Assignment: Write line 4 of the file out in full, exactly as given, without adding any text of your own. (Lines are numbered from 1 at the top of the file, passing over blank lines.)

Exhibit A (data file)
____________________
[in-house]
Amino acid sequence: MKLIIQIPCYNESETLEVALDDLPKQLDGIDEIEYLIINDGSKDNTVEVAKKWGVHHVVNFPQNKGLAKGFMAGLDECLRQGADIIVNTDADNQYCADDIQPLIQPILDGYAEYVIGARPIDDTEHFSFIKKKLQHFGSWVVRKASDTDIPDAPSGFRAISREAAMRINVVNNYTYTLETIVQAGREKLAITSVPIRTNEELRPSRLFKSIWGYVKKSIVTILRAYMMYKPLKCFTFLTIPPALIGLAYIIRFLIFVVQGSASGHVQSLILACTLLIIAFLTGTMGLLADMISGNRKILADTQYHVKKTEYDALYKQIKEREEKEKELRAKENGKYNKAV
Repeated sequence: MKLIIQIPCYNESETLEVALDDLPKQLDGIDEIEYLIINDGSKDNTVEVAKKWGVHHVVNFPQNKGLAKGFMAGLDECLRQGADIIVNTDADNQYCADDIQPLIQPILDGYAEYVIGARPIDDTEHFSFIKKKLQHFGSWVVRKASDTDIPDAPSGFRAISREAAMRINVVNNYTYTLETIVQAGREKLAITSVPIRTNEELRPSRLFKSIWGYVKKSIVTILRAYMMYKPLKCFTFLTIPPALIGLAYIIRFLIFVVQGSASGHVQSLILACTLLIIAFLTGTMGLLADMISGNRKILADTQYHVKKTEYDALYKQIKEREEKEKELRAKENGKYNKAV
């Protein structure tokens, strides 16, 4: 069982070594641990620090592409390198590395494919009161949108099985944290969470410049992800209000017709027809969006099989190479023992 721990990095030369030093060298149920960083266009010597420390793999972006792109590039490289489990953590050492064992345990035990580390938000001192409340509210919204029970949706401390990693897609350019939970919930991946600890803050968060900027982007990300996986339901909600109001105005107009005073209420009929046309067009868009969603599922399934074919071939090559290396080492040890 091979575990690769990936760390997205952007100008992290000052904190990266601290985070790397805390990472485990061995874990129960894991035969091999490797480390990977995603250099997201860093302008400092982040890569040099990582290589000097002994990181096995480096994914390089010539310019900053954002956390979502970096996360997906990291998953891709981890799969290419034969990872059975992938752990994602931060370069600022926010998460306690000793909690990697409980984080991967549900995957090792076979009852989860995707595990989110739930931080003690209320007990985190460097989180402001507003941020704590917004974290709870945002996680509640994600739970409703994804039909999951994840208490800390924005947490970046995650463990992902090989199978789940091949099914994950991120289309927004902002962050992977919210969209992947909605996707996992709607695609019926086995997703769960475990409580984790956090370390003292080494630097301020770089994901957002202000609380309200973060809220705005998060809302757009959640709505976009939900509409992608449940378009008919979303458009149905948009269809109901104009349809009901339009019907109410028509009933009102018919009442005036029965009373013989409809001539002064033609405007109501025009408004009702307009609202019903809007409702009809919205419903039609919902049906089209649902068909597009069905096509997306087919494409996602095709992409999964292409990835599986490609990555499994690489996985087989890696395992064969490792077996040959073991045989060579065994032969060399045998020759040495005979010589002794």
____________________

């Protein structure tokens, strides 16, 4: 069982070594641990620090592409390198590395494919009161949108099985944290969470410049992800209000017709027809969006099989190479023992 721990990095030369030093060298149920960083266009010597420390793999972006792109590039490289489990953590050492064992345990035990580390938000001192409340509210919204029970949706401390990693897609350019939970919930991946600890803050968060900027982007990300996986339901909600109001105005107009005073209420009929046309067009868009969603599922399934074919071939090559290396080492040890 091979575990690769990936760390997205952007100008992290000052904190990266601290985070790397805390990472485990061995874990129960894991035969091999490797480390990977995603250099997201860093302008400092982040890569040099990582290589000097002994990181096995480096994914390089010539310019900053954002956390979502970096996360997906990291998953891709981890799969290419034969990872059975992938752990994602931060370069600022926010998460306690000793909690990697409980984080991967549900995957090792076979009852989860995707595990989110739930931080003690209320007990985190460097989180402001507003941020704590917004974290709870945002996680509640994600739970409703994804039909999951994840208490800390924005947490970046995650463990992902090989199978789940091949099914994950991120289309927004902002962050992977919210969209992947909605996707996992709607695609019926086995997703769960475990409580984790956090370390003292080494630097301020770089994901957002202000609380309200973060809220705005998060809302757009959640709505976009939900509409992608449940378009008919979303458009149905948009269809109901104009349809009901339009019907109410028509009933009102018919009442005036029965009373013989409809001539002064033609405007109501025009408004009702307009609202019903809007409702009809919205419903039609919902049906089209649902068909597009069905096509997306087919494409996602095709992409999964292409990835599986490609990555499994690489996985087989890696395992064969490792077996040959073991045989060579065994032969060399045998020759040495005979010589002794």